Bikru revisited: A year after the carnage

Bikru (Uttar Pradesh), July 4 (IANS) In the sweltering heat, a sense of unease prevails in the air. There is no bonhomie and chatter that is so typical of villages in the Hindi heartland.
People move with caution, women peep suspiciously from behind half-open doors and strangers are certainly not welcomed with open arms.
It was exactly a year ago that the Bikru village near Kanpur reverberated with the sound of gunshots that left eight police personnel dead in the wee hours of July 3.
The sun that rose in the village that fateful Friday saw blood and bodies in the lanes.
As the day rolled on, police vehicles crawled in and the village was soon swarming with policemen and mediapersons.
Family members of suspected accused were pulled out of their houses, as shrieks and screams rented the air.
“I can never forget that day. I still wake up in a sweat in the middle of the night. The screams and gunshots echo in the air,” said a young woman who did not wish to be named.
Himanshi Mishra, whose brother Prabhat Mishra was shot dead in an encounter for being a Vikas Dubey associate, said: “My father is in jail and my brother is dead. I now live here with my mother and grandmother. There are no men left in the house. The police say my brother and father were members of Vikas Dubey gang but we never felt anything like that.”
A large number of families in Bikru have either lost a member in the police encounters or their men are in jail.
“The police almost went berserk after the July 3 incident. They would pick up anyone who belonged to a particular community and it was left to us to prove our innocence. I was kept in a lockup for 23 days and beaten up at regular intervals. My only fault was that I had come to the village to meet my grandparents from Agra where I work as a salesman,” said a youth of the village.
The palatial house where Vikas Dubey lived has already been reduced to rubble and the three iron gates lie on the ground. A couple of luxury cars and two tractors can be seen in the compound. No one from the slain gangster’s family has visited the demolished building after the incident.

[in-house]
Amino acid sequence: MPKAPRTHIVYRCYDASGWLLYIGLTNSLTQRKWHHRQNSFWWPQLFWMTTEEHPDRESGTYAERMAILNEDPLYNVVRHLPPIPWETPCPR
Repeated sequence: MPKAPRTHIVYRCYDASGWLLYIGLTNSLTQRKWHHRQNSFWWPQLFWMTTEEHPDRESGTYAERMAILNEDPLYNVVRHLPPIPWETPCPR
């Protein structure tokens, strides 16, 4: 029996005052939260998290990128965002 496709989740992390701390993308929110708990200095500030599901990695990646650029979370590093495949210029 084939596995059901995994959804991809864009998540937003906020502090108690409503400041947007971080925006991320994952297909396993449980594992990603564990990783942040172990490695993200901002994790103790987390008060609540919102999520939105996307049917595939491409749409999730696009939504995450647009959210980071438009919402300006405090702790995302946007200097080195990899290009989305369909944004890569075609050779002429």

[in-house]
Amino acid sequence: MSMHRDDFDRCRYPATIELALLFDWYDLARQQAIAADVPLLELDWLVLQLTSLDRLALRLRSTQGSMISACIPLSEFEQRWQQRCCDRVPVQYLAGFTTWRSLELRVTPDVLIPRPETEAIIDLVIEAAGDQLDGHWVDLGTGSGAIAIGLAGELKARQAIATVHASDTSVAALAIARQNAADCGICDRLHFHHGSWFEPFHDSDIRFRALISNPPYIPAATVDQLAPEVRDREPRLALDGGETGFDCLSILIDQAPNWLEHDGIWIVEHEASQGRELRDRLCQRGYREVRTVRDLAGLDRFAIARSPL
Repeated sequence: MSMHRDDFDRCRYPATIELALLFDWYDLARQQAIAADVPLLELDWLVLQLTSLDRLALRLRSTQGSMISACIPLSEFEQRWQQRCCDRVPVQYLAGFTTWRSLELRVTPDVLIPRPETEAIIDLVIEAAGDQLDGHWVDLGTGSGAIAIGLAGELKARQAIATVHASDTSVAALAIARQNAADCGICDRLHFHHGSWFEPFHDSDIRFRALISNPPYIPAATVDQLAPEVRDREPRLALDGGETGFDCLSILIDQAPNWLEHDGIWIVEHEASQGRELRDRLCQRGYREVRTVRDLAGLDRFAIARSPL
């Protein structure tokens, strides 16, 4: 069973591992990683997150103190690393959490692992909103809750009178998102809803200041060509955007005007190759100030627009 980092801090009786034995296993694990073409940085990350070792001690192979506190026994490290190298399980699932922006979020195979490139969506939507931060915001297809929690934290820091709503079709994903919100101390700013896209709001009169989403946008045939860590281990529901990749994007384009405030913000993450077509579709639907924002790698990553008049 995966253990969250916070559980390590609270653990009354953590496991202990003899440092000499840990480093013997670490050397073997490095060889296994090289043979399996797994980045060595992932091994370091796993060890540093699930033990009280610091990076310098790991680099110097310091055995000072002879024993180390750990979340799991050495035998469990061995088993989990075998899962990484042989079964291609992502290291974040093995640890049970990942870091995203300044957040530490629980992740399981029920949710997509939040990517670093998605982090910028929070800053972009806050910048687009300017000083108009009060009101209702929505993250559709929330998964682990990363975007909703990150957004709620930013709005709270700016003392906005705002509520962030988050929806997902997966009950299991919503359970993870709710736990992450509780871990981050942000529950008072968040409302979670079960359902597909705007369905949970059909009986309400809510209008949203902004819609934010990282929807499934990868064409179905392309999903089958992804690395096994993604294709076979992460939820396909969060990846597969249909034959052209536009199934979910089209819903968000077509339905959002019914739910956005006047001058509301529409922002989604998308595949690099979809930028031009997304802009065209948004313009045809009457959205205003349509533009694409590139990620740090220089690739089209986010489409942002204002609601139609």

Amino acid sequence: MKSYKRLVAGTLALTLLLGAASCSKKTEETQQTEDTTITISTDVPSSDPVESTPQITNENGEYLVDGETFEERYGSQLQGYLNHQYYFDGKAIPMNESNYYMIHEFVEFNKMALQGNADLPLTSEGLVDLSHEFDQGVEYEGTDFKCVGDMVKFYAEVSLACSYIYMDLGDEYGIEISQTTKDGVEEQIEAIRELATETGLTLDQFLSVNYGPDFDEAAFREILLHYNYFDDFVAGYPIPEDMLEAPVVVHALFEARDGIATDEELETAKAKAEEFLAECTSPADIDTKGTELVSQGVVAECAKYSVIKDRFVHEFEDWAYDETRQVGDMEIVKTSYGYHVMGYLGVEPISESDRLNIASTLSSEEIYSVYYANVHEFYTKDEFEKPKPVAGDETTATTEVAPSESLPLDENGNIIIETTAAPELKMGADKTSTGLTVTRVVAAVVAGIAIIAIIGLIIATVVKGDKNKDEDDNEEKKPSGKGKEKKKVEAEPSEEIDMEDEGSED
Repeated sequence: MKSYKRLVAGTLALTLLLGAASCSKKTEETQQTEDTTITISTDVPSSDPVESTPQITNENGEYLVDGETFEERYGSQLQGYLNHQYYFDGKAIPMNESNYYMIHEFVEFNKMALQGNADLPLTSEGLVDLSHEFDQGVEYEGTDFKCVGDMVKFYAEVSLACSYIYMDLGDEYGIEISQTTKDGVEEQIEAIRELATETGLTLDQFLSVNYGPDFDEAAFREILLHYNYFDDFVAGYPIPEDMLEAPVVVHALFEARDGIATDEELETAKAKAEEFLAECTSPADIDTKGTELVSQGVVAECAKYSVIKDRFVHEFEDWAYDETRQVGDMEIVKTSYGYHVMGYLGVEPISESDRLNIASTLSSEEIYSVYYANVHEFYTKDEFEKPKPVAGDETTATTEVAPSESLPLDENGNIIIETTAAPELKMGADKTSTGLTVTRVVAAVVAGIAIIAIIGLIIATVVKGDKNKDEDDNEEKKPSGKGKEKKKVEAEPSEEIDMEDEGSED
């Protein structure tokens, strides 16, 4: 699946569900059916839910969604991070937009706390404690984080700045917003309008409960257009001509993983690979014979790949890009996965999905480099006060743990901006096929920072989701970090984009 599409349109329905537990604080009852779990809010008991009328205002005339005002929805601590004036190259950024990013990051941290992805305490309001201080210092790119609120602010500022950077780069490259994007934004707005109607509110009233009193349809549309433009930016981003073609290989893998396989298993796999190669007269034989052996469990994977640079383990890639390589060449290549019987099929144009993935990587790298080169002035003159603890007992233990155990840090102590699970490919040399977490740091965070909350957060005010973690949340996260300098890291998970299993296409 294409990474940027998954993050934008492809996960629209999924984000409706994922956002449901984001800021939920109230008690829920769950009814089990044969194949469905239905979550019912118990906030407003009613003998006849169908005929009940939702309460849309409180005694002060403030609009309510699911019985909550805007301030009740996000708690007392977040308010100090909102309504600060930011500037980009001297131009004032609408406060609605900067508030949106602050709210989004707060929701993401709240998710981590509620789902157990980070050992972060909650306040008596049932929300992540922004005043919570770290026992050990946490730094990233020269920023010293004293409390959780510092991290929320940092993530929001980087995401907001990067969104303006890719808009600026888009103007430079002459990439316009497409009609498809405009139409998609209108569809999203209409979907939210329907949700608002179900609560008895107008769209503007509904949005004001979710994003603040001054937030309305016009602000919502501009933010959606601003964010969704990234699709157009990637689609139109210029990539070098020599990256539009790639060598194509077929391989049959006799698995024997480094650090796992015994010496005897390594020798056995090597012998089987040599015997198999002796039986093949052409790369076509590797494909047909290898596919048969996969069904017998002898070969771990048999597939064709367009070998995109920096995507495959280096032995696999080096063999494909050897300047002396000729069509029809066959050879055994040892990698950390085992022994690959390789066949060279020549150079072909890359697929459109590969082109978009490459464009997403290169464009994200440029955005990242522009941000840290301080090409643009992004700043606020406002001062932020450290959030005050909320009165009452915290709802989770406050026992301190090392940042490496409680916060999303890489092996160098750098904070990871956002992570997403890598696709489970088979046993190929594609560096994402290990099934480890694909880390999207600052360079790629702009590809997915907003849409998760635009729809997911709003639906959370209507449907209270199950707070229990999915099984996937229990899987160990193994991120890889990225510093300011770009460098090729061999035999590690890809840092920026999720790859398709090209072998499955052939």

The residents of the village are wary of venturing anywhere near the demolished house.
A police presence is visible in Bikru village, though much less compared to the past months.
“We are still living in fear because of the police. You can never say when they will come and pick up someone,” said an elderly man, who claims that his son was picked up twice by the police in April.
“I have finally sent him away to my sister’s house,” he said.
Families that were friendly with Vikas Dubey now refuse to own up to any relationship with the gangster.
After all, failure is an orphan.
Richa Dubey, the wife of Vikas Dubey, has her own heart-wrenching story to tell.
“We are alive but we are actually dead. My father-in-law and mother-in-law do not have a place to live. Everything that we had has been confiscated. It has been a year but to date, I have not even got the death certificate of my husband. I have been running from pillar to post but have failed to get the document because some policeman wrote his father’s name as Rakesh Dubey instead of Ram Kumar Dubey. I have met all top officials, but no one is willing to help,” she said.
Richa said that she has been selling her jewellery to pay the school fees of her sons.
“My elder son has done three years of medicine but I cannot afford to continue paying his fees. If I get the death certificate, at least I can get some money from my husband’s insurance policies for my children’s education,” she said.
Richa said that she had been calling up all top officials, but no one has responded.
“I have never defended Vikas or what he did, but his family is not criminal. The government should have killed us in an encounter too, if they felt we did not have the right to live,” she said.
Apart from Richa, four other women, who are prima facie not guilty in the Bikru massacre case, but are paying a price for the Dubey connection, are Khushi Dubey, who was married for three days when her husband Amar Dubey was shot dead by the police, Kshama Dubey (mother of Amar Dubey), Shanti Dubey (mother of another accused, Hiru Dubey) and Rekha Agnihotri, who worked as a cook in the house of Vikas Dubey.
All four women have been in jail for the past 11 months. Rekha’s seven-year-old daughter and two-and-a-half-year-old son are also in jail with her.
“Can anything be more criminal than this? Four women who had nothing to do with the incident are languishing in jail and two minor children are also being scarred for life,” said Aam Aadmi Party MP Sanjay Singh, who has been trying to secure their release.
These women are among the 45 accused in the Bikru case who are presently in jail.

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